Canada has regained its beef market in Taiwan after being shut out since February 2015 when a case of BSE was discovered in an Alberta cow.
Taiwan was a major customer for Canadian beef before the suspension of trade, buying about $12 million worth of product a year.
Taiwan will accept boneless and bone-in beef cuts from cattle younger than 30 months. The deal does not include beef trim of organ meats, said John Masswohl of the Canadian Cattlemen’s Association.
“It is what we had prior to them closing,” he said.
The agreement went into effect July 8, and export documentation is ready to go, Masswohl said.
Canada has been out of the Taiwanese market for more than a year, which means importers need to gear up and rebuild relationships.
Taiwan imports nearly all its beef requirements, and Canada hopes it can eventually build up its market to about $15 million a year.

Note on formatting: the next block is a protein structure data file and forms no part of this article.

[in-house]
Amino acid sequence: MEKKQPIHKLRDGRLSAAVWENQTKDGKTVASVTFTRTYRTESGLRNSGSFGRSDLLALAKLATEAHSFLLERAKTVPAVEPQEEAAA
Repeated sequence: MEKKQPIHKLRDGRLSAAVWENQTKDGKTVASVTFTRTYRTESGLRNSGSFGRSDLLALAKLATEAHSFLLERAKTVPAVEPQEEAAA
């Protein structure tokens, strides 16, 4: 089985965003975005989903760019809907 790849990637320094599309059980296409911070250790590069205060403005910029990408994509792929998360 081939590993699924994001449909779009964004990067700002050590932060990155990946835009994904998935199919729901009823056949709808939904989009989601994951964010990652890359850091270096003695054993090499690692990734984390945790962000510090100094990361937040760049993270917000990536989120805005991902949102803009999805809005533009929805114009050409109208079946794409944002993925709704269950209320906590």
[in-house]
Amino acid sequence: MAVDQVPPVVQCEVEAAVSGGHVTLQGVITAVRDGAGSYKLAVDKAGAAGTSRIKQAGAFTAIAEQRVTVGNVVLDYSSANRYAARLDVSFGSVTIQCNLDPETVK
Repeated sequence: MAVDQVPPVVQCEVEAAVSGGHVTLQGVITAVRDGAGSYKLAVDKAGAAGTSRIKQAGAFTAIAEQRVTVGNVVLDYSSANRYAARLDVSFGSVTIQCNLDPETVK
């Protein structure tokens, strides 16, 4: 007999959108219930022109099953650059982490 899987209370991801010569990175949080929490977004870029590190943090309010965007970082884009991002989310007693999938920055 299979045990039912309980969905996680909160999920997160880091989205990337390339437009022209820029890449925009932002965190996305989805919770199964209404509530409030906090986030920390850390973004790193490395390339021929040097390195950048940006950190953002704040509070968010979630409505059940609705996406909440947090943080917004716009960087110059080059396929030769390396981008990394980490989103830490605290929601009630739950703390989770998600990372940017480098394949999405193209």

Canada recently regained access to Mexico, which goes into effect in October.
Masswohl said work is also continuing to regain full access to China.
The country agreed to a staged reopening in 2010 and now accepts boneless beef. The next step is to get bone-in product to the mainland.
“We feel that they should be ready to move to the next stage,” he said.
Annual sales of $23.6 billion and exports of $5.7 billion makes the Canadian meat industry the largest component of this country’s food processing sector.